FICTION: Beak 666, A Short Story About The Waning of Power -- By Daniel Crockett

In memory of Akmal Shaikh (Executed 29th September 2009)

Beak lifted his weary head, gave a fatigued nod to his old pal, Winston. 'Little cold and harsh out here in the world today,' Beak said. Winston, old and hard of hearing, barely stirred. At least, beak thought, he'll go first. His tiny patch of dirt just a poor shade of its former glory, Winston sat with his head buried beneath a little wing, perhaps dreaming of former days of conquest. He had been the first, despite the natives, but greed had overwhelmed him in the end. His empire was now nothing more than a perishing memory. The thought gave Beak some cold comfort, but only for a second, because Beak had his own troubles. With Winston so old and weak, Beak had little support for his own wars. And he had more than a few issues abroad. Frighteningly, a much larger bird was setting about establishing itself in the nesting ground, causing Beak and Winston to rethink their taken-for-granted position at the top. This bird was a different breed and already the writing was on the wall. It wasn't who wore the trousers, but how long Beak and Winston would be allowed to roost in the pockets. The name of the new bird was Anich, and damn that son of a bitch was strong.

the storm that had been brewing for fifty years suddenly broke. It was the big one 

'Just be careful which side of the fence you walk.' Anich said, voice dripping authority and veiled threat. They bowed their heads, went back to their increasingly meagre looking roosts. For Winston, the shift in power had been impending for some time. He had become a eunuch and mostly slept, apathetic. For the once-invincible Beak the pill was somewhat harder to swallow, so bitter it burned the tongue. Either way, for both the old birds, shit was getting out of hand and life on earth was never going to be the same. C’est la vie, fuckers. You lose. You win battles and you gain ground and then you watch it slip away.

The shifting nexus of power within the nesting ground was thrown into stark relief when Winston’s son was caught on the wrong side of the fence, carrying something he had no business carrying. Back in Winston’s nest, the boy was known to be a little downright mad. And when people got mad, there was some clause in Winston law regarding diminished responsibility. No one was saying the boy was in the right, but as soon as Anich got hold of him, the storm that had been brewing for fifty years suddenly broke. It was the big one.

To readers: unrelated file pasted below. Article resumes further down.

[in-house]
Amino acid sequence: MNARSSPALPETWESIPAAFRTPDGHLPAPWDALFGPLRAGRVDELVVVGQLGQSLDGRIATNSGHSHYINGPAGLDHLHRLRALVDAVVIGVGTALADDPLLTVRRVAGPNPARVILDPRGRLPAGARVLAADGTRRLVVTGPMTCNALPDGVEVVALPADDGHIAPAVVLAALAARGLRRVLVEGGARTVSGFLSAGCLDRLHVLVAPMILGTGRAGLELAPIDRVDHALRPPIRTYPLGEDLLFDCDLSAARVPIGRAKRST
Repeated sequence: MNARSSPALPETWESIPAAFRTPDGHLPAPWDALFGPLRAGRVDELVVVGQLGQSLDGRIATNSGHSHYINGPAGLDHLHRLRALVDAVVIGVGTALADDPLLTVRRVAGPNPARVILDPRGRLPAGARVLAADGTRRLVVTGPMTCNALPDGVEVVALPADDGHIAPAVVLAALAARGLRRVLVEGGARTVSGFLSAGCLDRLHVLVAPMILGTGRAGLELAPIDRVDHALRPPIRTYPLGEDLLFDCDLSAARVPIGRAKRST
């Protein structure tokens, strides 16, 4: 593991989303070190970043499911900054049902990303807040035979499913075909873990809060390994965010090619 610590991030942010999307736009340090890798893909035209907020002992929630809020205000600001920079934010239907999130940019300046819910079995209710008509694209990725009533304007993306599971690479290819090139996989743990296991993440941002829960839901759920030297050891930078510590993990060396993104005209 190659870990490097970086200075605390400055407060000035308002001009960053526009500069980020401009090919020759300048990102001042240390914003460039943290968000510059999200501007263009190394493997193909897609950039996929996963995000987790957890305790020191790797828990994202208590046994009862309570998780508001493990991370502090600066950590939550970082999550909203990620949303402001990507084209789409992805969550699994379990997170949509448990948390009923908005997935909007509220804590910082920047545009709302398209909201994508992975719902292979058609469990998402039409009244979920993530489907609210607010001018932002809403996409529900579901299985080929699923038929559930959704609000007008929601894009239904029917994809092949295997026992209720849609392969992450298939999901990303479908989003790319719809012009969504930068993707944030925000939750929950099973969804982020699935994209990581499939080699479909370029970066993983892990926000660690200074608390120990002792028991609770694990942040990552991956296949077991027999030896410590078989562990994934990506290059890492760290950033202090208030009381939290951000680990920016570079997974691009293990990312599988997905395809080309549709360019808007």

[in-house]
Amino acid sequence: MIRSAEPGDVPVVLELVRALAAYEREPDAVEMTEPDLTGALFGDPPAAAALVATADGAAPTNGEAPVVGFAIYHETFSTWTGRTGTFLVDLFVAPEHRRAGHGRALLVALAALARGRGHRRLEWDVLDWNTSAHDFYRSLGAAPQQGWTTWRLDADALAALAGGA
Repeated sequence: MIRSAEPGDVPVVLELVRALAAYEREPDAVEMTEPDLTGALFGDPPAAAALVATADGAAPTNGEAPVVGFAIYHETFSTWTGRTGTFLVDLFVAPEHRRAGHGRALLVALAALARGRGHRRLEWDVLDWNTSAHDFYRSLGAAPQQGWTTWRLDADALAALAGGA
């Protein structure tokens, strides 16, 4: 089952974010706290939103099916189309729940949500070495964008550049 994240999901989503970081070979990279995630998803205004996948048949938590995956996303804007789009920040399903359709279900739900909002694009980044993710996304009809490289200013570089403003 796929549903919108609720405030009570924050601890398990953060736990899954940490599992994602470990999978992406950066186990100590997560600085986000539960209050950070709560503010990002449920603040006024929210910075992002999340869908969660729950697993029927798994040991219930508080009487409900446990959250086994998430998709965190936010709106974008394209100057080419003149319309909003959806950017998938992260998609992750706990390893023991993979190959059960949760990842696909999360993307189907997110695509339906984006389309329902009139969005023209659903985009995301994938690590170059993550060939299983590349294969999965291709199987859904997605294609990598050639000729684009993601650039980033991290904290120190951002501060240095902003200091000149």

Winston was distraught, understandably. Due to the circumstances of the case, Anich had impounded his son and pronounced the death sentence for his crimes. Both Winston and Beak, who was keeping rather quiet, had seen video footage of the boy. He was clearly not of right mind, holed up in some filthy prison, no doubt being tortured in any number of imaginative ways. Winston sent messages to Anich, called in his best team, made it clear that no one would stand for it. It was a watershed moment, downplayed on both sides, and the way in which Anich reacted made the murky world of internestional relationships somewhat more transparent.

‘Anich would like to remind Winston that we will punish the criminal under the law of our nest. And we do not look kindly on his interference.”

The role of Beak within the debacle was also telling. Pure, uninterrupted silence. Winston stared at his compatriot and ally through longing eyes ringed with cataracts, like a lame dog that knows its time has come. All I’m waiting for is the bullet, Winston seemed to say, just end it. The date set for the execution drew ever closer. Winston issued more and more demands, which Anich turned down flat. Beak, on the fence, unwilling to upset the fragile balance with Anich, scratched in the dust. Then, just like that, they killed Winston’s son. And what did Winston do? Nothing. Stared at the dust, and scratched.

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